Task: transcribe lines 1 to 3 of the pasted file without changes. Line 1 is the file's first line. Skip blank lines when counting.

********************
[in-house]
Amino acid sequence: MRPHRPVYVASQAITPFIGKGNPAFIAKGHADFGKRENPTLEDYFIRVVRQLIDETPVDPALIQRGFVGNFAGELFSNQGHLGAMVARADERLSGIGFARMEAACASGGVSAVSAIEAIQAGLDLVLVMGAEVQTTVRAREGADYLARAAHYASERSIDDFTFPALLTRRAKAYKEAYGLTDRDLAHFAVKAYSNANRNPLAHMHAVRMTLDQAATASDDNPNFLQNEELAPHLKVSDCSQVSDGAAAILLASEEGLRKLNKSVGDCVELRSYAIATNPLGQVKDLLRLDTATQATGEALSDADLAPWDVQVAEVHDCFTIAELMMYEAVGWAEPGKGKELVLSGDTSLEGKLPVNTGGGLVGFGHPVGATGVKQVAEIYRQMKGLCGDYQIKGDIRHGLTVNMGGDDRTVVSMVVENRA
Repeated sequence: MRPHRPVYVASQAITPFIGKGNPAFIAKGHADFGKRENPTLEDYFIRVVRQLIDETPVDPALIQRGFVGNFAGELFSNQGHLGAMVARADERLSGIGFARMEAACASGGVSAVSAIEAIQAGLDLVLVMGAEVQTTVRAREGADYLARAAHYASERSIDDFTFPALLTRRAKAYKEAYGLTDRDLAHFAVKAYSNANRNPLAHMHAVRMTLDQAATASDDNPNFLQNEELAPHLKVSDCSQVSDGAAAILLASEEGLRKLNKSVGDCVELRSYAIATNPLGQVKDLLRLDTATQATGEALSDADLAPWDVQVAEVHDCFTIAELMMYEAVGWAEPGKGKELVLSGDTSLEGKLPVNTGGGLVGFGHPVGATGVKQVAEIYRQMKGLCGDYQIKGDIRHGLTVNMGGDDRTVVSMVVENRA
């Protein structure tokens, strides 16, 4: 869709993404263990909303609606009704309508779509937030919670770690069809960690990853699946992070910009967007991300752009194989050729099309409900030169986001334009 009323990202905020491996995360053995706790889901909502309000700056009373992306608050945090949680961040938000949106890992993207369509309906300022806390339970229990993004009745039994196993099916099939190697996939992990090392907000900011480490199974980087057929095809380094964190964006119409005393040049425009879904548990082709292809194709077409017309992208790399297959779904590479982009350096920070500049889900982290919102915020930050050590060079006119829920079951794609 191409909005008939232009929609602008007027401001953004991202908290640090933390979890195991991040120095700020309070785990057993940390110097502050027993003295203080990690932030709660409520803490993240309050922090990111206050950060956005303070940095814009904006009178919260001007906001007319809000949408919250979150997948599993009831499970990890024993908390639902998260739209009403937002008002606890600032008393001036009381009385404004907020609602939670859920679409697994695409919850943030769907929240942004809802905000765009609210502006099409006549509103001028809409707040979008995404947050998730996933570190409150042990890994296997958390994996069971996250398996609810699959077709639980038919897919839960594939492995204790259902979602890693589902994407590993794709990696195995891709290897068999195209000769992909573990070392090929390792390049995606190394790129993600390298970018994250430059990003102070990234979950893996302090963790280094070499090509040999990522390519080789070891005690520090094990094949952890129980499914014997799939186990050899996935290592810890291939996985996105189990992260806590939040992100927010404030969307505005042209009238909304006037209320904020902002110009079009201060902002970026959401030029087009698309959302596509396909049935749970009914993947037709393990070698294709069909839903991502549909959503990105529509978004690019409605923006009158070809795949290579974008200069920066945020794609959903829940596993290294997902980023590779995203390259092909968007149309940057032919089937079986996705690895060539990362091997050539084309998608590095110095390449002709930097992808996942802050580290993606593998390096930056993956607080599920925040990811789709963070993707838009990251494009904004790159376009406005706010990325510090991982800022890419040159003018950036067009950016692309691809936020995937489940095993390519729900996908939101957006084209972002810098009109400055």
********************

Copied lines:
[in-house]
Amino acid sequence: MRPHRPVYVASQAITPFIGKGNPAFIAKGHADFGKRENPTLEDYFIRVVRQLIDETPVDPALIQRGFVGNFAGELFSNQGHLGAMVARADERLSGIGFARMEAACASGGVSAVSAIEAIQAGLDLVLVMGAEVQTTVRAREGADYLARAAHYASERSIDDFTFPALLTRRAKAYKEAYGLTDRDLAHFAVKAYSNANRNPLAHMHAVRMTLDQAATASDDNPNFLQNEELAPHLKVSDCSQVSDGAAAILLASEEGLRKLNKSVGDCVELRSYAIATNPLGQVKDLLRLDTATQATGEALSDADLAPWDVQVAEVHDCFTIAELMMYEAVGWAEPGKGKELVLSGDTSLEGKLPVNTGGGLVGFGHPVGATGVKQVAEIYRQMKGLCGDYQIKGDIRHGLTVNMGGDDRTVVSMVVENRA
Repeated sequence: MRPHRPVYVASQAITPFIGKGNPAFIAKGHADFGKRENPTLEDYFIRVVRQLIDETPVDPALIQRGFVGNFAGELFSNQGHLGAMVARADERLSGIGFARMEAACASGGVSAVSAIEAIQAGLDLVLVMGAEVQTTVRAREGADYLARAAHYASERSIDDFTFPALLTRRAKAYKEAYGLTDRDLAHFAVKAYSNANRNPLAHMHAVRMTLDQAATASDDNPNFLQNEELAPHLKVSDCSQVSDGAAAILLASEEGLRKLNKSVGDCVELRSYAIATNPLGQVKDLLRLDTATQATGEALSDADLAPWDVQVAEVHDCFTIAELMMYEAVGWAEPGKGKELVLSGDTSLEGKLPVNTGGGLVGFGHPVGATGVKQVAEIYRQMKGLCGDYQIKGDIRHGLTVNMGGDDRTVVSMVVENRA